Discover Buddhist Art and Culture in Amherst

Tibetan Art and Sand Mandala’s at Amherst College

On Sunday, Oct. 16, at approximately 2 p.m., there will be a dissolution ceremony at which the deity will be released by the dismantling of the mandala. This underlines the transient quality of life and the Buddhist emphasis on non-attachment. When the mandala is destroyed, the deity’s blessings are said to spread out to all. In this photo, Namgyal monks are completing a sand mandala. Click on the photo to learn more about sand mandalas.

The Mead Art Museum at Amherst College is currently hosting an exhibition of thangka- scroll paintings of Buddhist figures. The scrolls have recently been restored and preserved, and as a celebration, the scrolls are on display! To end the show, monks from the Tibetan Buddhist Namgyal Monastery in Ithaca, NY will be creating a sand mandala at the campus’ Frost Library. A mandala is an intricate design created and devoutly destroyed to demonstrate the Buddhist belief in the transitory nature of life. The mandala will be constructed over the course of 4 days (Oct. 13-16). The dismantling of the mandala will be at 2pm on Sunday, October 16th during a dissolution ceremony- bring the family and come see for yourself what it’s all about! This is a great way to introduce your kids to Buddhist culture.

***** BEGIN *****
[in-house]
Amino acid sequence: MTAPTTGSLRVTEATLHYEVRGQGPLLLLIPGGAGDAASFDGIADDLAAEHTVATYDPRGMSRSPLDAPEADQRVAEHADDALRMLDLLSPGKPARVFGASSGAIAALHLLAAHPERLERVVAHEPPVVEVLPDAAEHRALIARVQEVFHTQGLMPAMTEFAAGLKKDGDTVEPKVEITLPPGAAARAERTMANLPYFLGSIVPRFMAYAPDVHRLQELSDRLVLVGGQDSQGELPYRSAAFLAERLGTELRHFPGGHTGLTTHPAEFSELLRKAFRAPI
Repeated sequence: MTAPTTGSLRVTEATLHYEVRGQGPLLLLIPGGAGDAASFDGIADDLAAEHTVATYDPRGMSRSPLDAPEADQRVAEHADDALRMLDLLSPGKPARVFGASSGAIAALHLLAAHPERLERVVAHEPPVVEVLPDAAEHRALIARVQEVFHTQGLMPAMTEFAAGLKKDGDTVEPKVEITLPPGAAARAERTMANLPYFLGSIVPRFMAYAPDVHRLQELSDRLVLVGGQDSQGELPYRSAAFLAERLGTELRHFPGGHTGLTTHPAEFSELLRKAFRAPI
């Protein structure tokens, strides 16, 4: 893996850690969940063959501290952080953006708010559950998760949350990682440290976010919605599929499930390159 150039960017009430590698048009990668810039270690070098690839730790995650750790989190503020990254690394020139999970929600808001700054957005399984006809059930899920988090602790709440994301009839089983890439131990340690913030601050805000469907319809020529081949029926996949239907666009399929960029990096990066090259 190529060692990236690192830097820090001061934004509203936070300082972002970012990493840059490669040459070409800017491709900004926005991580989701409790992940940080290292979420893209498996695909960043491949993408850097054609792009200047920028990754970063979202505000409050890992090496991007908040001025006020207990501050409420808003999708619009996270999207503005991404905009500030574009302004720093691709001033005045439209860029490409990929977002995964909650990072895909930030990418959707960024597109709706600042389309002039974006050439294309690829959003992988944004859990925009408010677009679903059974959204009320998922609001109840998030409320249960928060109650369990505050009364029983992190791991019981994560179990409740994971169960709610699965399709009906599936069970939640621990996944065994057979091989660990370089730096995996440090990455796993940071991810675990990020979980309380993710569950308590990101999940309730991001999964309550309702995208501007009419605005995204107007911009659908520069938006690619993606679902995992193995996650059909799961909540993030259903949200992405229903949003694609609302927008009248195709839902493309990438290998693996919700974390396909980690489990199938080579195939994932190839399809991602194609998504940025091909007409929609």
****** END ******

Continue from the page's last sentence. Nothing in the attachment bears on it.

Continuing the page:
Sand Mandalas are an ancient Tibetan art form that were used to teach compassion, environmental relations and impermanency. With Tibet being one of the last ancient civilizations, teaching kids the history behind this ancient art form can supplement their global awareness of world civilizations and cultures. Witnessing the making and destruction of one of these amazing sand mandalas joins art and history together into a creative and tactile demonstration.

The video below shows a close-up look at the application of sand to a Chenrezig the Buddha of Compassion Mandala by Tibetan monks, accompanied with Tibetan chanting. I first showed this video to my daughter when she was five years old. The chanting in this video captured her attention immediately, which led to an interesting conversation about sand mandalas and the impermanence of things. Her first inclination was to figure out how to make it permanent. Tape ended up being her suggested solution.

RECOMMENDED TITLES: TIBETAN FOLK TALES & STORIES

ON-LINE RESOURCES

Leave a Comment

Fill in your details below or click an icon to log in:

WordPress.com Logo

You are commenting using your WordPress.com account. Log Out /  Change )

Google photo

You are commenting using your Google account. Log Out /  Change )

Twitter picture

You are commenting using your Twitter account. Log Out /  Change )

Facebook photo

You are commenting using your Facebook account. Log Out /  Change )

Connecting to %s

%d bloggers like this: